Spring is now in motion and as the temperatures start to rise, we all want to start moving a little more. We tend to want to dive into spring cleaning, take up running or biking, head to the golf range to drive balls and start throwing to get our arms ready for ball season.

This invigorating time also coincides with an increase of visitors to the clinic. Typically, this is when I start seeing more people who show up with predictable problems:

  • Our patients  with lower back issues are usually those who had an ambitious session of cleaning out the garage or basement or shed
  • Those with knee problems typically jumped back into running to quickly
  • People with lower back, wrist or elbow pain are often the golfers who couldn’t wait to get swinging
  • Sufferers of shoulder pain typically have been throwing too hard, too fast and too soon and show up with rotator cuff irritations

Unless you’ve been very active all winter, start all your spring activity slowly and deliberately over several days. Let the body adapt to the increase in movement and work.  Your muscles and joints will not cooperate if you jump in cold turkey at high intensity and for long periods. Your joints will get stiffer and so will your muscle—the perfect recipe for an injury.

Follow our tips to avoid hurting your body:

For spring cleaning

Start with light objects earlier in the day to warm up. Let your body get used to walking, squatting repetitively and lifting.  Your muscles and joints will loosen up and will be able to take on bigger tasks and loads as the day progresses—without the risk of overuse or sudden injury.

For running

When the weather warms up, the pavement dries out and the birds start singing, it’s as if you’ve been given a natural invitation to start running. But if you start too quickly and go too far, you will set yourself up for shin splints, knee pain, calf and achilles tendonitis. The best way to avoid these injuries is to alternate between walking and running, and to keep your distance low for the first few weeks.  Walking 2 minutes and running 30 seconds is a very good way to getting accustomed to your “new” running legs. Over the following three weeks, you can increase the running time and decrease the walking time. Looking for a good running program? We like this one, from The Running Clinic.

For biking 

When you start riding your bike in the spring—whether it’s a road, mountain or upright bike— the first kilometres will result in a sore buttock, and generalized soreness to your neck, shoulders and back. At the beginning of your season, avoid hills, get used to a regular cadence, and only ramp up the distance travelled once your body is well adjusted. If you’re new to cycling, you’ll find a good primer for beginners here.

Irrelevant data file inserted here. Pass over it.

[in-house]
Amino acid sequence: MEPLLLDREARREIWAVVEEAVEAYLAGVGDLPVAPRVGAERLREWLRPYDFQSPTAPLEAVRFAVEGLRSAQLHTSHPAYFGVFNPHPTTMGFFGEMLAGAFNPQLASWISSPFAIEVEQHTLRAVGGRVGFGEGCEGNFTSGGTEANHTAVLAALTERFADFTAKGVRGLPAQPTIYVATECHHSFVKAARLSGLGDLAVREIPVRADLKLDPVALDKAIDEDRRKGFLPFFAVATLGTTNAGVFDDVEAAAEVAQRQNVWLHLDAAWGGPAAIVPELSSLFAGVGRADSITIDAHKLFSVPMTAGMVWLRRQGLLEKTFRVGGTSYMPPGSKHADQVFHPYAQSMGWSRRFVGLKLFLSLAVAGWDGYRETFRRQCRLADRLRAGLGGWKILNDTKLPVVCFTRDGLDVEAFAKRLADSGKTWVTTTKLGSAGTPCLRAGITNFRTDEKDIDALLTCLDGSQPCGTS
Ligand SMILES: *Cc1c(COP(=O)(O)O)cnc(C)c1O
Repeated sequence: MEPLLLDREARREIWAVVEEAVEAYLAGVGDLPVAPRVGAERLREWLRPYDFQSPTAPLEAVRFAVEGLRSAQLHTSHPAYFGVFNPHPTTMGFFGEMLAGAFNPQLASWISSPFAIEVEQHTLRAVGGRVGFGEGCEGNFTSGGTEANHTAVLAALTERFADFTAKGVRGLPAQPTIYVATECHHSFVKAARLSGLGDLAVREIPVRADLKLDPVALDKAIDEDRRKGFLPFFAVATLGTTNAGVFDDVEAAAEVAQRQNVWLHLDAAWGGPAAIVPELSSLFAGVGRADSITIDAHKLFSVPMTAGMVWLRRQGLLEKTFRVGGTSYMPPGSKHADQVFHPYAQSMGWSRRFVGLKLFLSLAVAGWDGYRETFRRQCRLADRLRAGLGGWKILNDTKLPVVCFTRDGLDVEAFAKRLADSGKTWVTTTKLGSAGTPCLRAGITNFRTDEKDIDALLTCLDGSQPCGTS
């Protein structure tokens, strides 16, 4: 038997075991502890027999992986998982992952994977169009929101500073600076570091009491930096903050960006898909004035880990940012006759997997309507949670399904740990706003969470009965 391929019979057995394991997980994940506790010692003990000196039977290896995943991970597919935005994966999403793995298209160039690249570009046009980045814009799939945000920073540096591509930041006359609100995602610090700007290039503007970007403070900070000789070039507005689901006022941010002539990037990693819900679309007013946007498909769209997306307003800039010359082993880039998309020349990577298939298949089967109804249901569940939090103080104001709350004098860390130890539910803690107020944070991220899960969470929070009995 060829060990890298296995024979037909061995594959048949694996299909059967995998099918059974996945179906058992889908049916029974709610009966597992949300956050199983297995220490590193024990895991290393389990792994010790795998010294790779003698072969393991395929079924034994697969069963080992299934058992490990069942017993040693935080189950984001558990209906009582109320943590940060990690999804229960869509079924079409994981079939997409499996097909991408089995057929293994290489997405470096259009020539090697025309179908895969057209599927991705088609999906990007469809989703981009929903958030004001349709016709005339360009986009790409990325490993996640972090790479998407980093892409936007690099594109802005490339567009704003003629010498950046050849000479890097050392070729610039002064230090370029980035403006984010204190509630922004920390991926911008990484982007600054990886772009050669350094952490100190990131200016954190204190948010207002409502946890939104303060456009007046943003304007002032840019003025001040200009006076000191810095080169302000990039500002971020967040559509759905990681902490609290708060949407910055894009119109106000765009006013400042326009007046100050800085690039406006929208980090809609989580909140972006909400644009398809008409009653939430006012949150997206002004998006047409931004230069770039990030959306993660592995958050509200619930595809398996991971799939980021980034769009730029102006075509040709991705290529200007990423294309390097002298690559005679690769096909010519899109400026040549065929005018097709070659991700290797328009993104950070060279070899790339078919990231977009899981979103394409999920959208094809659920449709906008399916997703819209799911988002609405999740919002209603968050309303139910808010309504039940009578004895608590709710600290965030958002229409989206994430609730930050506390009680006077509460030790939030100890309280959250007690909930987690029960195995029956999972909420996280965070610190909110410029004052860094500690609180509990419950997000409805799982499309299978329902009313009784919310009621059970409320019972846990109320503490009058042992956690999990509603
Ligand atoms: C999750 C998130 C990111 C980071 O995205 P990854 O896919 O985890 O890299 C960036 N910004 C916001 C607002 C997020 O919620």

For golfing

When springtime arrives, there’s a strong pull to get to the golf course to swing some clubs.  Having good game when it comes to golf means consistency: same velocity, same angles, same technique, same arc of swing. But this consistency can lead to overuse injuries. So before you jump onto the course, make sure your lower extremities are flexible or else your low back spine will take the torque and stress at the end of your swing. Also, for the first few weeks of play, avoid your full swing. You need to make sure you build up your functional range before pushing the depth of your swing. Check out this slideshow of some of the best exercises that can help improve your game.

For throwing

Seasonal athletes like baseball or football players are definitely at risk for injuries when it’s time to ball-up!  If you’re tempted to try a deep throw right off the bat, know that you’re guaranteeing yourself a trip to the physiotherapy clinic. Most throwing injuries are rotator cuff related. The solution is simple:  make sure you return to throwing gradually over several weeks. Engage in a resisted shoulder workout program. Rest properly between throwing sessions. And finally, adjust the intensity of the game to YOUR capacity. (Remember, you’re not playing in the World Series!)  If you’re looking to get ready balling, check out this off-season program that will help

 

We leave you with these words of wisdom (and common sense): An ounce of prevention goes a long way to ensure a long and enjoyable lifestyle for the whole summer season.  Enjoy!

Don’t forget that we offer biomechanical analysis services at our clinic. If you’d like us to assess your golfing, running or swimming technique with our mobile lab, let us know. We can help you perfect your form and avoid injuries! Get in touch to find out more!

Christian Seguin

Author Christian Seguin

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